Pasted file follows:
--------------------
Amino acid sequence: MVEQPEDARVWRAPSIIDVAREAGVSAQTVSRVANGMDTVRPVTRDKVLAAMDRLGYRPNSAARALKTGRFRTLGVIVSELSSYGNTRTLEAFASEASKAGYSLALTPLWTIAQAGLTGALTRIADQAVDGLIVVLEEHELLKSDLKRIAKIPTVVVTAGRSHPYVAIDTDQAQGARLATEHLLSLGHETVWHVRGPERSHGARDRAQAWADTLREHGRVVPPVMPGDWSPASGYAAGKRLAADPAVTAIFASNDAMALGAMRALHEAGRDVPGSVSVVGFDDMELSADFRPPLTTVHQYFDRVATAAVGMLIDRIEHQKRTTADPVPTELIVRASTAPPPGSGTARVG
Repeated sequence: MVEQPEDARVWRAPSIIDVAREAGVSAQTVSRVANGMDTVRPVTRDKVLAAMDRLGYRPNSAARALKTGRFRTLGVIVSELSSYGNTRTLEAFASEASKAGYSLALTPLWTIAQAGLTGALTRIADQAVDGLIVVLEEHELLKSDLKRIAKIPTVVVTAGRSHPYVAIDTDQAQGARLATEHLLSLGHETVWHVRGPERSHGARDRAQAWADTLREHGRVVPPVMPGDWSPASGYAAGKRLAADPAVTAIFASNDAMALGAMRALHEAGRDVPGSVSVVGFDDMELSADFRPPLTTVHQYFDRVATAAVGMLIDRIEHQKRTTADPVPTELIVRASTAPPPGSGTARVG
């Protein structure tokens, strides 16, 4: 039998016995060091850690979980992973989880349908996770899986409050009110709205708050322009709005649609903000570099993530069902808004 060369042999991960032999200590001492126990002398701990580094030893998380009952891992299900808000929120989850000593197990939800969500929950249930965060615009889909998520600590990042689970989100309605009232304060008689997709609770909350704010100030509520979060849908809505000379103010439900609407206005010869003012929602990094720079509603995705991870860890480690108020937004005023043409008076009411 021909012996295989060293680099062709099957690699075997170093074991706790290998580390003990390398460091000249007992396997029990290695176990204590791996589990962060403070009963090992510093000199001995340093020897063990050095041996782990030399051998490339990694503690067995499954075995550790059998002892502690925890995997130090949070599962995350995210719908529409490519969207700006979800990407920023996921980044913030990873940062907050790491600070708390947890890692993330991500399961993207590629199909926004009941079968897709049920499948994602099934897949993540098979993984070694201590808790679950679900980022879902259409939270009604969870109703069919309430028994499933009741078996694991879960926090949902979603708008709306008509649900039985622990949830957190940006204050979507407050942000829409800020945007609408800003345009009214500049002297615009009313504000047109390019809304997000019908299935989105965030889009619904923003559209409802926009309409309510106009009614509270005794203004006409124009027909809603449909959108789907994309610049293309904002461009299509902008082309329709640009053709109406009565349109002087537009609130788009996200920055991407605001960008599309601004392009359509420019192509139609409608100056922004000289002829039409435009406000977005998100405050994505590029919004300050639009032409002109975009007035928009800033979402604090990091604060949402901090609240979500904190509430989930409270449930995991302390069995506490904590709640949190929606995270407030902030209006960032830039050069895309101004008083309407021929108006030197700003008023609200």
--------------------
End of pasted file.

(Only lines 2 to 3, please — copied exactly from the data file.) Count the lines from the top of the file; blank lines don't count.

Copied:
Repeated sequence: MVEQPEDARVWRAPSIIDVAREAGVSAQTVSRVANGMDTVRPVTRDKVLAAMDRLGYRPNSAARALKTGRFRTLGVIVSELSSYGNTRTLEAFASEASKAGYSLALTPLWTIAQAGLTGALTRIADQAVDGLIVVLEEHELLKSDLKRIAKIPTVVVTAGRSHPYVAIDTDQAQGARLATEHLLSLGHETVWHVRGPERSHGARDRAQAWADTLREHGRVVPPVMPGDWSPASGYAAGKRLAADPAVTAIFASNDAMALGAMRALHEAGRDVPGSVSVVGFDDMELSADFRPPLTTVHQYFDRVATAAVGMLIDRIEHQKRTTADPVPTELIVRASTAPPPGSGTARVG
């Protein structure tokens, strides 16, 4: 039998016995060091850690979980992973989880349908996770899986409050009110709205708050322009709005649609903000570099993530069902808004 060369042999991960032999200590001492126990002398701990580094030893998380009952891992299900808000929120989850000593197990939800969500929950249930965060615009889909998520600590990042689970989100309605009232304060008689997709609770909350704010100030509520979060849908809505000379103010439900609407206005010869003012929602990094720079509603995705991870860890480690108020937004005023043409008076009411 021909012996295989060293680099062709099957690699075997170093074991706790290998580390003990390398460091000249007992396997029990290695176990204590791996589990962060403070009963090992510093000199001995340093020897063990050095041996782990030399051998490339990694503690067995499954075995550790059998002892502690925890995997130090949070599962995350995210719908529409490519969207700006979800990407920023996921980044913030990873940062907050790491600070708390947890890692993330991500399961993207590629199909926004009941079968897709049920499948994602099934897949993540098979993984070694201590808790679950679900980022879902259409939270009604969870109703069919309430028994499933009741078996694991879960926090949902979603708008709306008509649900039985622990949830957190940006204050979507407050942000829409800020945007609408800003345009009214500049002297615009009313504000047109390019809304997000019908299935989105965030889009619904923003559209409802926009309409309510106009009614509270005794203004006409124009027909809603449909959108789907994309610049293309904002461009299509902008082309329709640009053709109406009565349109002087537009609130788009996200920055991407605001960008599309601004392009359509420019192509139609409608100056922004000289002829039409435009406000977005998100405050994505590029919004300050639009032409002109975009007035928009800033979402604090990091604060949402901090609240979500904190509430989930409270449930995991302390069995506490904590709640949190929606995270407030902030209006960032830039050069895309101004008083309407021929108006030197700003008023609200």